Sweet Tarts, Smarties, Now and Laters, Spree, Skittles, Nerds, my candy preferences skewed to the tart/sweet side of things. I’m sure there must have been a few favorites not starting with an N or an S. Ooh, I almost forgot root beer barrels and bottle caps. I liked chocolate and various candy bars well enough, but given the choice I think I’d go for something more of the fruit flavored sugar lump variety. I also have a fond memory for root beer barrels and Twizzlers licorice. I hated black licorice, I can tolerate black jellybeans now. And keep your Red Vines the hell away from me. I do sometimes lament that Oregon is Red Vines country. I’ve neer even seen Twizzlers at the movie theater. I think Junior Mints or Reese’s Pieces would be my other movie theater go to. (An aside as I write this: Skittles and coffee are not a great combo).
My maternal grandmother always kept a candy dish in the house. Mostly hard candy like peppermints and butterscotch (one of my favorites), and those weird after dinner butter mints, usually on their pastel colors. I liked those more for the way they disolved in my mouth than for the flavor. Sometimes when I ate one I felt like I had to sneak it. The candy dish was one of those things at grandma’s house that I was never sure was practical or just a decoration.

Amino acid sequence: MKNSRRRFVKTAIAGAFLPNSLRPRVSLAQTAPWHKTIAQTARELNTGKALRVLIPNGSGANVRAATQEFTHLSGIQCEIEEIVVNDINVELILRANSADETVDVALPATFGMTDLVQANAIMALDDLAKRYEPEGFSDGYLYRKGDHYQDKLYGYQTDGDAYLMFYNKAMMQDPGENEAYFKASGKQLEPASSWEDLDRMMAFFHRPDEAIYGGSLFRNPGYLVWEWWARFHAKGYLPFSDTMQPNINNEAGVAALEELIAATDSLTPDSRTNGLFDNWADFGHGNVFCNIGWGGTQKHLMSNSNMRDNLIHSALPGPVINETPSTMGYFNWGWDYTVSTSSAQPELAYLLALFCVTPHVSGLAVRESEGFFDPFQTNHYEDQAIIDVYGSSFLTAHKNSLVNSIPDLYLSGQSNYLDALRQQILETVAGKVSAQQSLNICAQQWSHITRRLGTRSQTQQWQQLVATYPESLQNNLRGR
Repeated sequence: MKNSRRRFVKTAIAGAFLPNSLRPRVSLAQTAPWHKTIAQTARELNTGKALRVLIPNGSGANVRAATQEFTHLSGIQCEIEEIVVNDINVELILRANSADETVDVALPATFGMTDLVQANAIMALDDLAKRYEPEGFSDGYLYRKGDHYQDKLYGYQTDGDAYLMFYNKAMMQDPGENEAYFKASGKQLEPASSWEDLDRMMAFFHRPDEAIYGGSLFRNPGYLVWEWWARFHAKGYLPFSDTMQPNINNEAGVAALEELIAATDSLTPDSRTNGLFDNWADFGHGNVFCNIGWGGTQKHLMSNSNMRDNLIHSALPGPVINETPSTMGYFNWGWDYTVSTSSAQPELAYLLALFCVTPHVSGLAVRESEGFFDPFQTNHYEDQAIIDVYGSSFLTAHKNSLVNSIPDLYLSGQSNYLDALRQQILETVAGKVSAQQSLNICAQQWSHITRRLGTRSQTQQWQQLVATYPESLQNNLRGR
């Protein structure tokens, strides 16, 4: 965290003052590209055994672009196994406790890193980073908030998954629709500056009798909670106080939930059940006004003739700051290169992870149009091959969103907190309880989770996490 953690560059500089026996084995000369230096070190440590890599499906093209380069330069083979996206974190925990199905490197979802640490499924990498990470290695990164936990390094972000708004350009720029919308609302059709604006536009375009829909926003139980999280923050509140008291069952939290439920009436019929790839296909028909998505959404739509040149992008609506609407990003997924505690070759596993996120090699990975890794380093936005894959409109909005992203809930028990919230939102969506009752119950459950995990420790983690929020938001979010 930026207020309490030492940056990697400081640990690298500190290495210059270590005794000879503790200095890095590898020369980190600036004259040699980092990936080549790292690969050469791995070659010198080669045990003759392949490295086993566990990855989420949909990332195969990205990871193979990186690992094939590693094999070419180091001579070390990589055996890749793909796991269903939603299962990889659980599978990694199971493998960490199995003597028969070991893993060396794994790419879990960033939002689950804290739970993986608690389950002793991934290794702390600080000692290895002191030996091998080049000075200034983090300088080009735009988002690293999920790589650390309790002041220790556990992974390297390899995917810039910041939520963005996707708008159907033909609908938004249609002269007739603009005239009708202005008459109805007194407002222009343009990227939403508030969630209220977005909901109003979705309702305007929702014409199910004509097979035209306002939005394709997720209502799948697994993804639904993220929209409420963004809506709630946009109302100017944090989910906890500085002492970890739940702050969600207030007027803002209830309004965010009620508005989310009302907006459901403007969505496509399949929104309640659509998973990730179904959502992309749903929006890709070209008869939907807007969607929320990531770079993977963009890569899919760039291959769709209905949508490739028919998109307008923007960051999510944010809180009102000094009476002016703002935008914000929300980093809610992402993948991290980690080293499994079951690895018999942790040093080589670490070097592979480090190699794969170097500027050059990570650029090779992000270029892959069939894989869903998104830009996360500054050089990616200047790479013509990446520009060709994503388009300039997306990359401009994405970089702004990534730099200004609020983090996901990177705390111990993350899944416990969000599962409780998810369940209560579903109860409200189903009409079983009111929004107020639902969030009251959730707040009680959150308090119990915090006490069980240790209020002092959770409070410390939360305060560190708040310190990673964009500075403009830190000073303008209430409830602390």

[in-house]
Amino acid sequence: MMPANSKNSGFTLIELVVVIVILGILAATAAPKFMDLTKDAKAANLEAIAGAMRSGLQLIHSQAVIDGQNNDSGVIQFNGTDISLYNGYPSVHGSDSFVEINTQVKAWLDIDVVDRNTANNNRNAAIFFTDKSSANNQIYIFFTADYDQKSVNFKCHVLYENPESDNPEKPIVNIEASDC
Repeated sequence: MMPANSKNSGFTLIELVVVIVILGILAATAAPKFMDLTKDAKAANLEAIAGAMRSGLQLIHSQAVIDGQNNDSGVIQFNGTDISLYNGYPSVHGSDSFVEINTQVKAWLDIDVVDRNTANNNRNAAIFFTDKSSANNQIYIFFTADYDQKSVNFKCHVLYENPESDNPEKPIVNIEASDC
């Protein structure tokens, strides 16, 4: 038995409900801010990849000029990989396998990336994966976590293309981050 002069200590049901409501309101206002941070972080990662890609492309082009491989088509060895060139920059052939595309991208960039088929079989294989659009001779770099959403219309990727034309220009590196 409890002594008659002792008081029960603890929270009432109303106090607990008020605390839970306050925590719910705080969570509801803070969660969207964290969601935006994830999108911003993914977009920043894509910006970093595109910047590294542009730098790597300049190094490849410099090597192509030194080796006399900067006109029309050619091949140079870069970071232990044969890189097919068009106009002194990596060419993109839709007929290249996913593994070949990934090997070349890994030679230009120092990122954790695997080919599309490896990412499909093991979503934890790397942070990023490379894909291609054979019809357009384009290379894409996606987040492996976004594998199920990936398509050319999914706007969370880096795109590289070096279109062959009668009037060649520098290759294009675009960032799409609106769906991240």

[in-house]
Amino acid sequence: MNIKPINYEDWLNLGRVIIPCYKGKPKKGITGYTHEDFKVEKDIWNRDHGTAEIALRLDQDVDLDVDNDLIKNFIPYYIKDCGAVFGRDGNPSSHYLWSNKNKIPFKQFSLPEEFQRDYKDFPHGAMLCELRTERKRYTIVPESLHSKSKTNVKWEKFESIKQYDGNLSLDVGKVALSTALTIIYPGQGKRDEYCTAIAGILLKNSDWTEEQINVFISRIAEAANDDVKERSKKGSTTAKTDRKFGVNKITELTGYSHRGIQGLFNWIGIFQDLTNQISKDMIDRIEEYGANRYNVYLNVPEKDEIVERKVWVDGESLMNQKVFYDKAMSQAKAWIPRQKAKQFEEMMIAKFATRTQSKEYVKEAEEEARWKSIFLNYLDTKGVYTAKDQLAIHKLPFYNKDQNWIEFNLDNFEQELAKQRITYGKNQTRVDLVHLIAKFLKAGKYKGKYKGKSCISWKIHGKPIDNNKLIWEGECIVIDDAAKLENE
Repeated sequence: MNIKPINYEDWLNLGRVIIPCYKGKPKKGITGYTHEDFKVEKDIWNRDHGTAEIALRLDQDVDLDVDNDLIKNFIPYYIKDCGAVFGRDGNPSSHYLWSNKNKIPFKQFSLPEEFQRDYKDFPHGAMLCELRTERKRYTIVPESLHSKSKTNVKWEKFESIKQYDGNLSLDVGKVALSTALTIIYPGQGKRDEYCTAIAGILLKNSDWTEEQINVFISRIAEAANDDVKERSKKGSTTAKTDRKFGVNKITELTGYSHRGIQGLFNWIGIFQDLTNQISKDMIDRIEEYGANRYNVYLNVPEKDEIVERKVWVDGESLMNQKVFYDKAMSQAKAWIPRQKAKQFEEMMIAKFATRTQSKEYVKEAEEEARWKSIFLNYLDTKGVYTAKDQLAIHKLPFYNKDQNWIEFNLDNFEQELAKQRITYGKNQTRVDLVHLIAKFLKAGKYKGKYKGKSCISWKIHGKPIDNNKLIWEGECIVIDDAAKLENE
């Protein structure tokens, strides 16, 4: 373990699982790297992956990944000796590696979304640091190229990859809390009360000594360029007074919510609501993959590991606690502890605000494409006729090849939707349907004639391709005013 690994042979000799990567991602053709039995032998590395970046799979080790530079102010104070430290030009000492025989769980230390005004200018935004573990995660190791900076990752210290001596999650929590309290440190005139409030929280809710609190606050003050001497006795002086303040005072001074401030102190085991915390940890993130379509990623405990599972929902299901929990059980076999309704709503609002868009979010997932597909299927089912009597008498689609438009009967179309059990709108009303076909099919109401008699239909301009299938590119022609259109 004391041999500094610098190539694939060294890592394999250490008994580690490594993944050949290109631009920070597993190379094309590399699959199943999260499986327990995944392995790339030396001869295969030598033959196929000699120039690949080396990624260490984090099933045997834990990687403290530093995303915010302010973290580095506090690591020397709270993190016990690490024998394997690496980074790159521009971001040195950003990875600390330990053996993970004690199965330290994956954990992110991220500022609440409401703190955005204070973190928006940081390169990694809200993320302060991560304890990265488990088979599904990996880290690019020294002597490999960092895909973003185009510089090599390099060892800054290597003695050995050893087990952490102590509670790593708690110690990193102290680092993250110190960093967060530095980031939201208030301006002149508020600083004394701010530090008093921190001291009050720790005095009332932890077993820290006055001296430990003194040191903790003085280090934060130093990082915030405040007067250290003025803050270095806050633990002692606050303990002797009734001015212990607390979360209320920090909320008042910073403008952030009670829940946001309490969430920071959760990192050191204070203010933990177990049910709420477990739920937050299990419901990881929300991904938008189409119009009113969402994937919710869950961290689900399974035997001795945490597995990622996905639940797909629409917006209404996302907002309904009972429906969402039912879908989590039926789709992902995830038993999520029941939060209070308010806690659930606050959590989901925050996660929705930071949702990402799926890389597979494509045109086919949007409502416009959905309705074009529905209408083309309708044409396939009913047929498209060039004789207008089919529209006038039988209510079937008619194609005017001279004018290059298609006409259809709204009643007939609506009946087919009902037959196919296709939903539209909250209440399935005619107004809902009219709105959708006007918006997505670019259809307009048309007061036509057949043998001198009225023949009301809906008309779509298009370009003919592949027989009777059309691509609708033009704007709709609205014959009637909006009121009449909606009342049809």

In my brief stint in T-Ball and little league baseball there was quite an obsession with bubble gum. I think it was Double Bubble, little rock hard cylinder shaped gum chunks, really pretty bad. The concession stand at the park we played in sold it for a penny a piece, and we’d load up before games and practice. Some kids would even drop a buck for 100 pieces. I remember not having pockets for some reason, so I’d stuff the pieces in my socks. I don’t think the sweat made them worse, it had flavor for about as long as it takes you the chew it enough to soften up.
One summer in grade school I took a cooking class for fun. One thing we made was potato candy, little soft chocolate covered things. I always remembered making these and being impressed you could make candy with potatoes. Years later as an adult I was going to make them again. You can find a Maine Potato Candy recipe that is pretty much what this was, and I realized that it was more that a 4/1 ratio of sugar to potatoes. Not really as intriguing as I remember it. I think the potato is just a binder in this recipe. I was rather disappointed that I did not have a healthy homemade candy option.